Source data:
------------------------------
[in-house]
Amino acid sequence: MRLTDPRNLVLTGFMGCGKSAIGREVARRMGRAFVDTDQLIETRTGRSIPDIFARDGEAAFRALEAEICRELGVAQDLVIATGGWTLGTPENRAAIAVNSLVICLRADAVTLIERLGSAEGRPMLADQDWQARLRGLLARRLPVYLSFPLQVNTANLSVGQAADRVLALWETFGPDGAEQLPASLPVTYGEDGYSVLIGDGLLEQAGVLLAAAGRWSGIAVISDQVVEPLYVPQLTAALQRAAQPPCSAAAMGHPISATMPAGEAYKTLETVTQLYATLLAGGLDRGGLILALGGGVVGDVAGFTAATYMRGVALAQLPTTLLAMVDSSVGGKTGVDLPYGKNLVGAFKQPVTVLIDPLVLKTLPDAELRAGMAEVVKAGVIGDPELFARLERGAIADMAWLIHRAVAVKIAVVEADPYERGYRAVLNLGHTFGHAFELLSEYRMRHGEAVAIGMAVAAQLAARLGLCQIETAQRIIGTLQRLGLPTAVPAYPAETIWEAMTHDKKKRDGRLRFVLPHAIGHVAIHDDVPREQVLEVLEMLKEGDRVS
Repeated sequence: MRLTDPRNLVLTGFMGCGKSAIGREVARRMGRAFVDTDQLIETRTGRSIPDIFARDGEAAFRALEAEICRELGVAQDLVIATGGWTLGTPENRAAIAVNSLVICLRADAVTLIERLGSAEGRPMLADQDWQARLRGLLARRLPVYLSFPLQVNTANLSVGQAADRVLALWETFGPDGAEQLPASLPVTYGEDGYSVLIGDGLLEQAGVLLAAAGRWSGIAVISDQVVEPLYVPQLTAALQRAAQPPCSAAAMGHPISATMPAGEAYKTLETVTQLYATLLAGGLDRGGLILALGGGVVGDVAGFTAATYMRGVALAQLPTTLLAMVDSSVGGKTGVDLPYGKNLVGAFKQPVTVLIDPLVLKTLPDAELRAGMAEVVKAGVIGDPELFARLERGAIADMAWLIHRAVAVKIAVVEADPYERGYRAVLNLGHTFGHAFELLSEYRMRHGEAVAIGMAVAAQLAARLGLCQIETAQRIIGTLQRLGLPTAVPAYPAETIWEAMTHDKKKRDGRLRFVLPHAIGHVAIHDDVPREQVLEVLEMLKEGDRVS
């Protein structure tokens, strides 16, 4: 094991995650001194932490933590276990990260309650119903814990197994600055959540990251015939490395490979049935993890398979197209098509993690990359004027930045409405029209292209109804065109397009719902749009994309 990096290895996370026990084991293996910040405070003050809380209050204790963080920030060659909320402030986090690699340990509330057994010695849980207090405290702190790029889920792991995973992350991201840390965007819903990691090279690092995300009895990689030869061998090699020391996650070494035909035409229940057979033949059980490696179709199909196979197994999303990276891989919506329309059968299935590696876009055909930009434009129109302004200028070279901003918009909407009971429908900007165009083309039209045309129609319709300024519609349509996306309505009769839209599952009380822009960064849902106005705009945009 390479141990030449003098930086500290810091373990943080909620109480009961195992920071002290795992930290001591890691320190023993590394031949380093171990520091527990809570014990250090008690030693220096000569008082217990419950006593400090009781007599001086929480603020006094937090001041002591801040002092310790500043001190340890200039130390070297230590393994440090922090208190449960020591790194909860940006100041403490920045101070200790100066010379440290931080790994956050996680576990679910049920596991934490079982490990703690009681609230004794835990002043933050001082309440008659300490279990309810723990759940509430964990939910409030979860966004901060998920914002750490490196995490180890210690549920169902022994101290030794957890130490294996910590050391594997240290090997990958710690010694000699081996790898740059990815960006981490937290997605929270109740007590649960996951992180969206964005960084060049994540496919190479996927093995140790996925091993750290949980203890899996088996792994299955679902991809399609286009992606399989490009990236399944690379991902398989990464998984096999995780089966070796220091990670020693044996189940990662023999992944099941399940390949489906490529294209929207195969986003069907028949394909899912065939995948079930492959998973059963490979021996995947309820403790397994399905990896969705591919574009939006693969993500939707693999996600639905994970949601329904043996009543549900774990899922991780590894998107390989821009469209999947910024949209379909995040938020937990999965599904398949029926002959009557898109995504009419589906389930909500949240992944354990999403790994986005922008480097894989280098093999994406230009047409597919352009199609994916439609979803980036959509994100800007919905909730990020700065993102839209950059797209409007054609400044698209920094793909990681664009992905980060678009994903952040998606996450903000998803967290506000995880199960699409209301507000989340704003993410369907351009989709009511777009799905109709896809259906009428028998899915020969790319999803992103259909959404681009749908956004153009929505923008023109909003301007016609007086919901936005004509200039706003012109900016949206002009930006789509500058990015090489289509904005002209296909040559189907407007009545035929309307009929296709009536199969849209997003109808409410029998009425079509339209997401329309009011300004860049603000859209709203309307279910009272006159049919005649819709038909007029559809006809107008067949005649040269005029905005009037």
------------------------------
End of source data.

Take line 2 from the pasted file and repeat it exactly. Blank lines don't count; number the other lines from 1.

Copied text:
Amino acid sequence: MRLTDPRNLVLTGFMGCGKSAIGREVARRMGRAFVDTDQLIETRTGRSIPDIFARDGEAAFRALEAEICRELGVAQDLVIATGGWTLGTPENRAAIAVNSLVICLRADAVTLIERLGSAEGRPMLADQDWQARLRGLLARRLPVYLSFPLQVNTANLSVGQAADRVLALWETFGPDGAEQLPASLPVTYGEDGYSVLIGDGLLEQAGVLLAAAGRWSGIAVISDQVVEPLYVPQLTAALQRAAQPPCSAAAMGHPISATMPAGEAYKTLETVTQLYATLLAGGLDRGGLILALGGGVVGDVAGFTAATYMRGVALAQLPTTLLAMVDSSVGGKTGVDLPYGKNLVGAFKQPVTVLIDPLVLKTLPDAELRAGMAEVVKAGVIGDPELFARLERGAIADMAWLIHRAVAVKIAVVEADPYERGYRAVLNLGHTFGHAFELLSEYRMRHGEAVAIGMAVAAQLAARLGLCQIETAQRIIGTLQRLGLPTAVPAYPAETIWEAMTHDKKKRDGRLRFVLPHAIGHVAIHDDVPREQVLEVLEMLKEGDRVS